Credit Suisse Group AG (CS), Goldman Sachs Group Inc. (GS) and Royal Bank of Scotland Group Plc (RBS) each borrowed at least $30 billion in 2008 from a Federal Reserve emergency lending program whose details weren’t revealed to shareholders, members of Congress or the public
. The $80 billion initiative, called single-tranche open-market operations, or ST OMO, made 28-day loans from March through December 2008, a period in which confidence in global credit markets collapsed after the Sept. 15 bankruptcy of Lehman Brothers Holdings Inc. Units of 20 banks were required to bid at auctions for the cash. They paid interest rates as low as 0.01 percent
that December, when the Fed’s main lending facility charged 0.5 percent.
Congress overlooked ST OMO when lawmakers required the central bank to publish its emergency lending data last year under the Dodd-Frank
law. “I wasn’t aware of this program until now,” said U.S. Representative Barney Frank
, the Massachusetts Democrat who chaired the House Financial Services Committee in 2008 and co- authored the legislation overhauling financial regulation.
Zurich-based Credit Suisse
borrowed as much as $45 billion, according to bar graphs that appear on 27 of 29,000 pages the central bank provided to media organizations that sued the Fed Board of Governors for public disclosure. New York-based Goldman Sachs’s
borrowing peaked at about $30 billion, the records show, as did the program’s loans to RBS
, based in Edinburgh. Deutsche Bank
AG (DBK), Barclays
Plc (BARC) and UBS
AG (UBSN) each borrowed at least $15 billion, according to the graphs, which reflect deals made by 12 of the 20 eligible banks during the last four months of 2008.
One effect of the program was to spur trading in mortgage- backed securities
, said Lou Crandall, chief U.S. economist at Jersey City, New Jersey-based Wrightson ICAP LLC, a research company specializing in Fed operations. The 20 banks -- previously designated as primary dealers to trade government securities directly with the New York Fed -- posted mortgage securities guaranteed by government-sponsored enterprises such as Fannie Mae or Freddie Mac in exchange for the Fed’s cash.
ST OMO aimed to thaw a frozen short-term funding market and not necessarily to aid individual banks, Crandall said. Still, primary dealers earned spreads by using the program to help customers, such as hedge funds, finance their mortgage securities
, he said. “Spreads vary from one transaction to another,” making any calculation of dealers’ profits on the Fed loans impossible, Crandall said.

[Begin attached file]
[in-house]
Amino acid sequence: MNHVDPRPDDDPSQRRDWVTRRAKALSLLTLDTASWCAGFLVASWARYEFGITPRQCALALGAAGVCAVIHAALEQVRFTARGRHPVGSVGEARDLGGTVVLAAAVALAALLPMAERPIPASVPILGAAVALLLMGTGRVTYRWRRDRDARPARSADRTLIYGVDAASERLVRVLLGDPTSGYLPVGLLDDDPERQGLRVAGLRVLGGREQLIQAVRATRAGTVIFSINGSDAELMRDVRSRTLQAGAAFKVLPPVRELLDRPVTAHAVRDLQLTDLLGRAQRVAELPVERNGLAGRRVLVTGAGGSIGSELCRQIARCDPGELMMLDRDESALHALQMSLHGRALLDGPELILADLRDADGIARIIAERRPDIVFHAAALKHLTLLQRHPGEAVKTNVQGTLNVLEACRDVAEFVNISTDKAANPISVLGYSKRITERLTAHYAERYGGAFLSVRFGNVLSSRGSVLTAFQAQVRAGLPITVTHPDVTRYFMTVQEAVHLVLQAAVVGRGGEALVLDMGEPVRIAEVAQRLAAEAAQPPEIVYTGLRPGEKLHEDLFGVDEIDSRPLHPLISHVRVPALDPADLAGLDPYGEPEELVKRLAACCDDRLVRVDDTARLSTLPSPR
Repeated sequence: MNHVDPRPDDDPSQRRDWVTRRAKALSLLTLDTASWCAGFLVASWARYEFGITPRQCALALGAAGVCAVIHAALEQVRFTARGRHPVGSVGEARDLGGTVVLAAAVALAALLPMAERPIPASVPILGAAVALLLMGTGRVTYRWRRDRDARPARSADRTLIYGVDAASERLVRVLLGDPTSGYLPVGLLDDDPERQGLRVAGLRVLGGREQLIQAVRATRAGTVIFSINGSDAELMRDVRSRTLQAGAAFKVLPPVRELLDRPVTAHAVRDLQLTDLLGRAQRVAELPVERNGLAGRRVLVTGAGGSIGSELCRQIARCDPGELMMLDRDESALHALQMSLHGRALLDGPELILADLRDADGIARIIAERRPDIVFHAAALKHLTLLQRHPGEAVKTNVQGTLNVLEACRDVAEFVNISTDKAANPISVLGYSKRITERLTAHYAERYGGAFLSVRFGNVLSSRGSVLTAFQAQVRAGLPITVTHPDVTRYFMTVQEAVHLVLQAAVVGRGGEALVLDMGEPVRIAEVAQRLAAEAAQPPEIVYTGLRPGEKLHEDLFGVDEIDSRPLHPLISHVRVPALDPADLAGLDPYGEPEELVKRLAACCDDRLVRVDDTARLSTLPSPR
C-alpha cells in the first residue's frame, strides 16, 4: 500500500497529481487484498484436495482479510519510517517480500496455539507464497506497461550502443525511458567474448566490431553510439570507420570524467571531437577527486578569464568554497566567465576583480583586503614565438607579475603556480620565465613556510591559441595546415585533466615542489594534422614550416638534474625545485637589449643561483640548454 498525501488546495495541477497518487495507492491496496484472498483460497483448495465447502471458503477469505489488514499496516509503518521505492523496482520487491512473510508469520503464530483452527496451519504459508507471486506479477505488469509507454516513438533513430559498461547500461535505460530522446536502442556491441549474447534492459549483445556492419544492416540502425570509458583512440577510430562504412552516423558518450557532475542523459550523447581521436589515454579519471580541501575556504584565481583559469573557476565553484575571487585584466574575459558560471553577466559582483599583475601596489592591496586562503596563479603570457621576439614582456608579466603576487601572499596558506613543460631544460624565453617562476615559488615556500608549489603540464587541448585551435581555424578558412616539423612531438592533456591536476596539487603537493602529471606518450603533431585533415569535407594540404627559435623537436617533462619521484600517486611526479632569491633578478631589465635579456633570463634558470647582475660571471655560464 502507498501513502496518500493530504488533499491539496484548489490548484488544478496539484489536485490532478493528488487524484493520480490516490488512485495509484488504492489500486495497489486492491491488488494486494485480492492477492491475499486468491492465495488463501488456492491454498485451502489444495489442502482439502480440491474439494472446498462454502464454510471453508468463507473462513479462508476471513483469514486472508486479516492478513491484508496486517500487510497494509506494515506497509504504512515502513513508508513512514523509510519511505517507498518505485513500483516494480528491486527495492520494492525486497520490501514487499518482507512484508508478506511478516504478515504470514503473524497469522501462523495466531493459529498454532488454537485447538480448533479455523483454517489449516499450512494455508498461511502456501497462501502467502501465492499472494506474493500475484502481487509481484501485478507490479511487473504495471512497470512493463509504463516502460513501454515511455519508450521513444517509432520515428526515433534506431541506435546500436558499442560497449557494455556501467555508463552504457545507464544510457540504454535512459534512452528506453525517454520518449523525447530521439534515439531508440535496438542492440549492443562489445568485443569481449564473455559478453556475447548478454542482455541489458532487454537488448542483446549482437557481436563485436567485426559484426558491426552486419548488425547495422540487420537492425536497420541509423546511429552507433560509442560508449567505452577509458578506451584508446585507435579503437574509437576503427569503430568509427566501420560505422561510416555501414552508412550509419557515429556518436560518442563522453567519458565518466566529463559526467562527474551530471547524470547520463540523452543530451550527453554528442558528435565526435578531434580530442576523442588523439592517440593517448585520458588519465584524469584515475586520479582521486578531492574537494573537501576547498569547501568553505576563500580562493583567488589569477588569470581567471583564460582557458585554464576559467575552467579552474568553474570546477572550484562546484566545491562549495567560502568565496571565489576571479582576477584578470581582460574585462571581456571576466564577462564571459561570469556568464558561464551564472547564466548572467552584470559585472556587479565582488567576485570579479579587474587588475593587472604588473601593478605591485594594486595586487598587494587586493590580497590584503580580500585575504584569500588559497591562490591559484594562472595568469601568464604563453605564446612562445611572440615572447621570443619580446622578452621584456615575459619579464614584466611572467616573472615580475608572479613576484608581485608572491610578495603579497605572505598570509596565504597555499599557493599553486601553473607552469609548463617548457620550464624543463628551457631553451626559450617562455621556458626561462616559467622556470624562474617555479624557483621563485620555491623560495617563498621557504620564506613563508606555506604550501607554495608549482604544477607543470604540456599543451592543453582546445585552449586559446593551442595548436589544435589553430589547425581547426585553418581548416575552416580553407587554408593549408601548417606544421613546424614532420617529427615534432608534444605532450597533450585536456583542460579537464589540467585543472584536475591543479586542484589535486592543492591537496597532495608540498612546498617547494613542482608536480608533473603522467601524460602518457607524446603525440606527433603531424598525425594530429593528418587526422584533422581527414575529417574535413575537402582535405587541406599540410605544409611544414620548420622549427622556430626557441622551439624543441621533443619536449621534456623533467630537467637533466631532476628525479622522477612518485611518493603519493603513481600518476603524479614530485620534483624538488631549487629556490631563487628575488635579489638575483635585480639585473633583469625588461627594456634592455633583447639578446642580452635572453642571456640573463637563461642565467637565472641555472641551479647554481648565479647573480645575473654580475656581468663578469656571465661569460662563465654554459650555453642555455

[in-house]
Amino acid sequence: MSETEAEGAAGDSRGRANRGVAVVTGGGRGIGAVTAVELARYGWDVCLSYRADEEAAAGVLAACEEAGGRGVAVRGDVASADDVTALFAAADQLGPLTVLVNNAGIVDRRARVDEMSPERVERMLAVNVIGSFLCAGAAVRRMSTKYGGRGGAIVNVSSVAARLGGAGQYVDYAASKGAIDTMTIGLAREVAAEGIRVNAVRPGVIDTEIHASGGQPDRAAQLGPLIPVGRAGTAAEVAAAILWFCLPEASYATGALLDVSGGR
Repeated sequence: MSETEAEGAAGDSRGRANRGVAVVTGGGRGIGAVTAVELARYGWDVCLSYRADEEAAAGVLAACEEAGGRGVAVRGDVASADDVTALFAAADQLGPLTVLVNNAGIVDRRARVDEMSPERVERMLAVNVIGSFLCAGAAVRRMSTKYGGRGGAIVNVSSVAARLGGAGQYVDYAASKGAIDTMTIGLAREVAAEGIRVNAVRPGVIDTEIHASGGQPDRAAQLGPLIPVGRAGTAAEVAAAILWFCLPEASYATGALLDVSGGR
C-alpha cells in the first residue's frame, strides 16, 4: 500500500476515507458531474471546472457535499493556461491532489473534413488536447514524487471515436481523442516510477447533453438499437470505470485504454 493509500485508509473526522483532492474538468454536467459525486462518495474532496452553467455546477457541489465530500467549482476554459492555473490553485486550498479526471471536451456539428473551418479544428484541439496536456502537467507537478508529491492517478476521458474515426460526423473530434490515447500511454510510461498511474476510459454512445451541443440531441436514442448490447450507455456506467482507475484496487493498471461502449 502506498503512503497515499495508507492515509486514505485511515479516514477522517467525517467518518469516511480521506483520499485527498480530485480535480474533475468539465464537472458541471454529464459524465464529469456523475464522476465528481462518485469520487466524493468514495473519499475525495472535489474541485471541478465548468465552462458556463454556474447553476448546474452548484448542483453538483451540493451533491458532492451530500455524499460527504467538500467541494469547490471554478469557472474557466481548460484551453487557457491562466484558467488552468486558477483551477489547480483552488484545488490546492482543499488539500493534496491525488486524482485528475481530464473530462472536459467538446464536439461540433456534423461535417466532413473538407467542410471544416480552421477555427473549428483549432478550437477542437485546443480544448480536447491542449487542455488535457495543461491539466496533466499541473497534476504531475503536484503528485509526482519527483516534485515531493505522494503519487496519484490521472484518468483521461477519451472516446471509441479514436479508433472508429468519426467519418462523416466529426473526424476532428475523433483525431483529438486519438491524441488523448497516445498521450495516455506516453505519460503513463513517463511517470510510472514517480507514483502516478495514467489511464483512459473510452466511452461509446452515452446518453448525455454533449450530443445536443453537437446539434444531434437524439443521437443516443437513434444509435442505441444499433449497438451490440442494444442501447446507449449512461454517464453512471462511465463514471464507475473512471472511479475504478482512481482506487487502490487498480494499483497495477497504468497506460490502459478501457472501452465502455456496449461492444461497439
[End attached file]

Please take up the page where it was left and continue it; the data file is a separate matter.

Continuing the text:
The Fed opposed disclosing details of its open market operations because doing so would probably cause borrowers “substantial competitive harm,” according to a March 2009 declaration by Christopher R. Burke, vice president of the New York Fed’s markets group. The declaration is filed in federal court.
Outstanding ST OMO loans from April 2008 to January 2009 stayed at $80 billion. The average loan amount during that time was $19.4 billion, more than three times the average for the 7 1/2 years prior
, according to New York Fed data. After the Fed created other lending mechanisms and the Treasury Department began distributing money from the Troubled Asset Relief Program in October, ST OMO became “just a way for banks to have at it
,” [Michael Greenberger, University of Maryland law prof and former directer FTC] said. “At such low interest rates, it’s no longer a rescue, it’s a profit-making enterprise
,” Greenberger said. “By December, a lot of money was made off this program.”
Goldman Sachs, led by Chief Executive Officer Lloyd C. Blankfein, tapped the program most in December 2008, when data on the New York Fed website show the loans were least expensive. The lowest winning bid at an ST OMO auction declined to 0.01 percent
on Dec. 30, 2008, New York Fed data show. At the time, the rate charged at the discount window was 0.5 percent. As its ST OMO loans peaked in December 2008, Goldman Sachs’s borrowing from other Fed facilities topped out at $43.5 billion, the 15th highest peak of all banks assisted by the Fed, according to data compiled by Bloomberg.
“The Fed was slamming the pedal to the metal in the lender-of-last-resort category,” Cochrane [University of Chicago Finance prof] said. “What they did was so far from what we conventionally think of as monetary policy.”
borrowing peaked at about $45 billion in September 2008, the Fed charts show. Steven Vames, a Credit Suisse spokesman in New York, declined to comment. Frankfurt-based Deutsche Bank’s
use peaked at about $20 billion in October 2008, its chart shows. London-based Barclays’s
peak reached about $20 billion in December 2008, the chart said. Mark Lane, a Barclays spokesman, declined to comment. UBS
, based in Zurich, borrowed as much as about $15 billion in late 2008, the chart shows. New York-based Morgan Stanley
(MS) and Paris-based BNP Paribas
(BNP), France’s biggest bank by assets, took no more than about $10 billion. Citigroup
Inc. (C), JPMorgan
Chase & Co. and Merrill Lynch
& Co., which is now part of Bank of America Corp. (BAC), borrowed less than $5 billion each.
The bar charts were included in the Fed’s court-ordered March 31 disclosure under the Freedom of Information Act
. The release was mandated after the U.S. Supreme Court rejected an industry group’s attempt to block it. Bloomberg LP, the parent company of Bloomberg News, and News Corp. (NWS)’s Fox News Network LLC had sued the central bank after it refused to release lending records under the FOIA